Regifting is like free trade for Christmas presents. Allowing and encouraging regifting is within the true spirit of Christmas.
Let’s say you want to be a great gift-giver. If you do, you need to 1) desire the best possible life outcomes for your recipient and also 2) recognize that you don’t exactly know what that best outcome is.
Gift giving, like all business ventures, requires some risk and a leap of faith that you have found the solution to a problem for your recipient, despite all the unknown variables.
It’s also true that most gifts, like most ventures, fail to do that.
You should encourage your recipient to feel free to regift your presents. An oven mitt that is useless to Sally (who already has an abundance of oven mitts) may be a perfect gift for her friend Sue (who is just getting started with cooking). One man’s trash is another man’s treasure. Our social stigma against regifting would leave Sue without a good oven mitt and leave a good oven mitt gathering dust in Sally’s kitchen drawer.
With a healthy regifting economy, gifts (such as goods and services) flow to their most efficient uses.
You might tell me that regifting is bad because of a loss of symbolic value when you regift something. “It’s the thought that counts,” you might say.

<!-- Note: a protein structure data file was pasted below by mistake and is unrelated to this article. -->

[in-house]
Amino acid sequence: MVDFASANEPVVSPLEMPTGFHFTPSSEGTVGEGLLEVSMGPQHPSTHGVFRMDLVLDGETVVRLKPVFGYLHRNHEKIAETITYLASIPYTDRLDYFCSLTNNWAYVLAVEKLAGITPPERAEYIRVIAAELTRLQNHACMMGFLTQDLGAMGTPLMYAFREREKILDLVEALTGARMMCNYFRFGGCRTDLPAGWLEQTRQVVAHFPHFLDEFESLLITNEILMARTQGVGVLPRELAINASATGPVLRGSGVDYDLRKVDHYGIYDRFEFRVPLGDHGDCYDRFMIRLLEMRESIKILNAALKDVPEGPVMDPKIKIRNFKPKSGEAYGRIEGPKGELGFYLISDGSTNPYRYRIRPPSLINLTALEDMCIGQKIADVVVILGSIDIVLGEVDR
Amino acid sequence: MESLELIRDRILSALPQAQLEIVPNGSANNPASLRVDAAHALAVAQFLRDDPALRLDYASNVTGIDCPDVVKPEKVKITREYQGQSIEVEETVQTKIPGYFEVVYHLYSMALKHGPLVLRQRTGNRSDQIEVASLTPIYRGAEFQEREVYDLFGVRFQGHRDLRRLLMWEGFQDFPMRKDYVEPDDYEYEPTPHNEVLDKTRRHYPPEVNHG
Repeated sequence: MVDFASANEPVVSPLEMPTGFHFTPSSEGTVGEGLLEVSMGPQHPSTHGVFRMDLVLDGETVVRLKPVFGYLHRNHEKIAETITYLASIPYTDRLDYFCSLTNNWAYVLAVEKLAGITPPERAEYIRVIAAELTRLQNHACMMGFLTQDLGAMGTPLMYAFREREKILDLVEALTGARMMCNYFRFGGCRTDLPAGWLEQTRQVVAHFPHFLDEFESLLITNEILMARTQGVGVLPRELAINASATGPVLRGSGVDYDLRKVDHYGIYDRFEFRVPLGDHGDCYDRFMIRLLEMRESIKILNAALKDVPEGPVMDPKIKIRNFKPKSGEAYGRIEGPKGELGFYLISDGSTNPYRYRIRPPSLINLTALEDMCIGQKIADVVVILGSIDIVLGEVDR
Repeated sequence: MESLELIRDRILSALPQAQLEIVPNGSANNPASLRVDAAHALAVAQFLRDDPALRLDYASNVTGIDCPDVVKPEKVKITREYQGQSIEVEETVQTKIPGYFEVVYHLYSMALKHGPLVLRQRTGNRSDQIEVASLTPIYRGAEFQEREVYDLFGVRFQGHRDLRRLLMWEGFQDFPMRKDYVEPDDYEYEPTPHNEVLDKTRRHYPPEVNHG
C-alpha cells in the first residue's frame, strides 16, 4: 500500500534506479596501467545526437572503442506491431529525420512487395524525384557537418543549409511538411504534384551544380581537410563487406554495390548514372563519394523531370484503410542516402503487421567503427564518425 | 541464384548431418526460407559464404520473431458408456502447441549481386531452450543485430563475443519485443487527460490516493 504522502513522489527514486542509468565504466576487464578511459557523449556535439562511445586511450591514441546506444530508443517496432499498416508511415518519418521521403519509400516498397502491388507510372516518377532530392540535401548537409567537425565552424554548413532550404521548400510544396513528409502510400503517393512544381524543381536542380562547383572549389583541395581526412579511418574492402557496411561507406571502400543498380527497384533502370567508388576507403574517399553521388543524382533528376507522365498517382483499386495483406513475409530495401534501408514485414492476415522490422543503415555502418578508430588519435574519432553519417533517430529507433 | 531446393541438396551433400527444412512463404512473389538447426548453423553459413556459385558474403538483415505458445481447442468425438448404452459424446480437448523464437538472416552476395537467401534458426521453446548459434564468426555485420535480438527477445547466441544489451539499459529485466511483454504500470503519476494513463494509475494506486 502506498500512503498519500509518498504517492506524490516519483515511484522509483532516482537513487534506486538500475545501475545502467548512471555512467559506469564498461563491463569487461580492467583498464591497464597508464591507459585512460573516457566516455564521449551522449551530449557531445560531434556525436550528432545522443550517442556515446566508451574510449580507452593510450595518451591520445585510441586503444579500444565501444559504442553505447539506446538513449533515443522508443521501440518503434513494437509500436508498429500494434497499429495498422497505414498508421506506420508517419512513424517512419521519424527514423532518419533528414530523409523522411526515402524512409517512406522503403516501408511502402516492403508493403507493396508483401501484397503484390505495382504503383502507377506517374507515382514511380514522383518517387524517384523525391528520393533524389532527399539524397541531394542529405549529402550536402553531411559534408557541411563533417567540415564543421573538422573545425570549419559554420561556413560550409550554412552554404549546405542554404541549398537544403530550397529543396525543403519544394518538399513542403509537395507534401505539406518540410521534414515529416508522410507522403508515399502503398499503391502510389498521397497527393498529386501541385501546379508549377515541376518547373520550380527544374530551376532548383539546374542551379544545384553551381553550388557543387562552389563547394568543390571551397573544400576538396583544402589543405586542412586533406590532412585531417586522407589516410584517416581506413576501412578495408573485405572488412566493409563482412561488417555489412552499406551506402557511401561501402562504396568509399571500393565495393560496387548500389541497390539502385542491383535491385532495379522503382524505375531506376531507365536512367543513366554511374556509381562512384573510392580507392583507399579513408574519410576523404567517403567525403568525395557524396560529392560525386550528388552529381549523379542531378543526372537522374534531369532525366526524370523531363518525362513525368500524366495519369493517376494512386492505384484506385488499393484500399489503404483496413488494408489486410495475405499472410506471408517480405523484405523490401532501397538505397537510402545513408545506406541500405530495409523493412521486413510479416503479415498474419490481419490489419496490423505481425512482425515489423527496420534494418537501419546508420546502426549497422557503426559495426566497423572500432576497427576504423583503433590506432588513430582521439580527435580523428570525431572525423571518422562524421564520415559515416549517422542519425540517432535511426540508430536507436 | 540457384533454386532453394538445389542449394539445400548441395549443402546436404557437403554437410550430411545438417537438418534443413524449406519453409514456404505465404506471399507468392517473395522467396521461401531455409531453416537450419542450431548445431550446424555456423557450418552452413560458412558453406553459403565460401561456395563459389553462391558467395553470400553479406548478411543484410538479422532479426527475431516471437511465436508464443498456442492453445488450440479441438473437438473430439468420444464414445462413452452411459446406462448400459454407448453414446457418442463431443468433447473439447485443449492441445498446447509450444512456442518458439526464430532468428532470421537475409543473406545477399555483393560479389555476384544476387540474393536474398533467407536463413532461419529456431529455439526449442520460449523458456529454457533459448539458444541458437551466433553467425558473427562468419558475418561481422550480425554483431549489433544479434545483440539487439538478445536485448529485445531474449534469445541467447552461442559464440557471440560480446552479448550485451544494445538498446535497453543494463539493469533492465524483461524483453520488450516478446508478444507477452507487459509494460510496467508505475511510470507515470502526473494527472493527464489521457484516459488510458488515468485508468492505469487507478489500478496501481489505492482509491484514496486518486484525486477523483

I’m not suggesting that you take the positive thought or intention out of your gifts. I’m suggesting that your intentions should include the possibility that regifting and trade is actually a good thing for the recipient, too.
I gave my sister-in-law a bag of coffee beans for Christmas this year. It turns out coffee is not her thing (I didn’t know this), so I encouraged her to re-gift to her colleagues. Coffee beans are a great professional gift, and good professional gifts are great for building social capital and rapport.
She ended up giving the coffee to my dad, which happened to be a great trade: He had just gotten a coffee bean grinder that same morning. This is a great example of the calculations involved in a regifting transaction. I’m none the poorer for her having given my gift away, and she is actually better off having done so.
James Walpole is a writer, startup marketer, intellectual explorer, and perpetual apprentice. He is an alumnus of Praxis and an FEE’s Eugene S. Thorpe fellow. He writes regularly at jameswalpole.com. This article was republished from Freedom for Economic Education.